Keeneone
Keeneone
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May 4th, 2017 at 9:27:19 PM permalink
Not that anyone asked for or should really care... My picks:

Kentucky Oaks(Fri): #12 - Daddys Lil Darling, #13 - Abel Tasman
Woodford Reserve Turf Classic (Sat): #8 - Beach Patrol, #11 - Can'thelpbelieving
Kentucky Derby(Sat): #1 - Lookin At Lee, #4 - Untrapped, #8 - Hence, #15 - McCraken, (#21 - Royal Mo)

-Lookin At Lee/Hence/Untrapped (the all Asmussen trio) are the Derby runners I have with live Futures bets. I also have Royal Mo, but he is not in the race at the moment. GLTA.
Keeneone
Keeneone
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May 4th, 2017 at 9:47:32 PM permalink
Quote: DrawingDead

That's been a problem to me every year for the last several KY Derbys, and I think it is a major change from past editions of the same event. For decades, when qualifying was simply by total graded stakes earnings, there would generally be several in the gate that could absolutely be counted on to be going at it eyeball to eyeball setting a very hot pace for the distance for six, seven, eight furlongs before those who might truly belong in a mile and a quarter Grade 1 took over. But in recent years the pace has been a muddle to me. I think the biggest reason for the change, which I don't care for at all, might be Churchill's decision to cook up their very own heavy handed restrictive points qualifying system, eliminating many precocious "fast as I can far as I can" type colts (along with probably all fillies) who might otherwise have taken a shot, and given their owners a thrill for about a minute and a half of a two minute race.

Cliffs Notes: Harrumph.


I agree completely. The Trinniberg effect. In 2012 he pressured Bodemeister (who ran an incredible race to finish 2nd) and open the door for I'll Have Another.
The points earning change also has me believing a good fast horse (under the right conditions like an "off" track) could wire a Derby field in the near future. Possible plays to pull this off in 2017: IWC or BOM.
lilredrooster
lilredrooster
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May 5th, 2017 at 2:18:13 AM permalink
In this 1998 article by Beyer in the Washington Post he gives some explanation as to how the Tomlinson figures are made. It's not a complete explanation but it might be helpful. As to your question, Dead, about the use of stats from the Dam, this is directly from the article:


"Of course, every thoroughbred has two parents whose genes determine his ability, but there usually aren't enough data about a dam's offspring to draw meaningful conclusions. So Kaufman recommends this expedient: To calculate a horse's Tomlinson number, add his sire's rating to 50 percent of his maternal grandsire's rating. If a horse entered on a muddy track is by Waquoit out of a dam who is a daughter of Caveat (mud rating: 200), he gets 250 points from his sire and 100 from his female side for a total of 350. The ratings are supposed to predict the performance of horses with little or no grass or turf form. Once a horse has raced on a surface several times, of course, his record speaks for itself."

https://www.washingtonpost.com/archive/sports/1998/12/05/a-clearer-picture-in-the-mud-or-on-the-turf/2b907a6c-9817-4d20-be8b-96a43feabdcc/?utm_term=.6f3933c4bedf
"There are more things on heaven and earth than are dreamt of in your philosophy."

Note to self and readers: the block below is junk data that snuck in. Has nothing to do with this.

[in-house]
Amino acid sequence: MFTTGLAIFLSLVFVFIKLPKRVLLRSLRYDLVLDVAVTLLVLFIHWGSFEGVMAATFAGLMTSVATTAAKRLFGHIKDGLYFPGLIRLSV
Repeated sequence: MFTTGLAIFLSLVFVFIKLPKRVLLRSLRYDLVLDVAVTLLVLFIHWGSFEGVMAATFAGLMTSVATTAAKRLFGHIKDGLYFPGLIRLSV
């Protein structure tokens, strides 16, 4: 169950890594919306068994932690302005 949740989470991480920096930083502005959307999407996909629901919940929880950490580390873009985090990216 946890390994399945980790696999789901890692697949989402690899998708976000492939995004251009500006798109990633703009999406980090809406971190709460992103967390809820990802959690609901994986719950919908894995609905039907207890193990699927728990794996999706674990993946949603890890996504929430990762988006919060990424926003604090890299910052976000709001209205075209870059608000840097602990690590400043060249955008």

JyBrd0403
JyBrd0403
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May 5th, 2017 at 3:31:41 AM permalink
Quote: Keeneone

Always Dreaming could also make a run for the front. Honest question:
Just how fast is Always Dreaming and could he make the lead in the Derby?



That's a good question. As the old adage goes, "that's why the run the race".

They have things they can do besides heading for the lead, and the one thing I'm sure of is that Pletcher and Valazquez know way more then I do about where to place this horse, and I'm sure they will have that all worked out by Saturday. I won't be cursing out the jockey, whatever he decides to do.

I personally like to see this situation handled by going to the lead, rating back and dictating the race by placing yourself where you want to be. That, of course, can't be done with every horse -- not enough power from the gate, can't rate that well, in this case perhaps the mud, etc. etc. But, all things being equal, I'd prefer wasting the energy to gain the position you want, rather than having the race dictated to you. This all being for an E/P type horses, of course.

Looking at it again, you may be right, Keenone, AD may not have the power from the gate to get the lead. With Valazquez and Pletcher, I'm not too worried about them handling the situation, though, it's the mud I'm worried about. AD, is not going to get the ideal trip, whatever they decide to do, but the only real disaster would be to get squezzed, and have to check the horse while 15 other horses are coming down on you. IMO. Maybe, another good reason to not go for the lead.

Actually, reminds me of Rosie Napravnik, you didn't have to worry about jockey mistakes if she was riding. :)

Starting to get excited for Saturday. GLTA.
billryan
billryan
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May 5th, 2017 at 7:47:53 PM permalink
Not suggesting anyone follow my lead but I threw $20 across the board on Thunder Snow. I think he is as good as most in a field that doesn't impress me.
At 20-1, why not.
It's what you do and not what you say If you're not part of the future then get out of the way
Keeneone
Keeneone
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May 5th, 2017 at 10:43:59 PM permalink
Quote: JyBrd0403

That's a good question. As the old adage goes, "that's why the run the race".
-snip-


Good stuff JyBrd0403, run the race and lets see what happens...

I wanted to like Always Dreaming but I am not sure he is fast enough. That thought combined with a wet track and I started looking elsewhere.
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In the Oaks/Derby Double, Irish War Cry is the lowest payout (ie. the favorite).
lilredrooster
lilredrooster
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May 6th, 2017 at 1:02:38 AM permalink
Right now, as I'm writing at 4 a.m. EST the forecast I saw for Louisville is for rain only between 10a.m. and 1p.m. If this is accurate the track will probably be pretty dry at 6:46 EST when the Derby goes off.
"There are more things on heaven and earth than are dreamt of in your philosophy."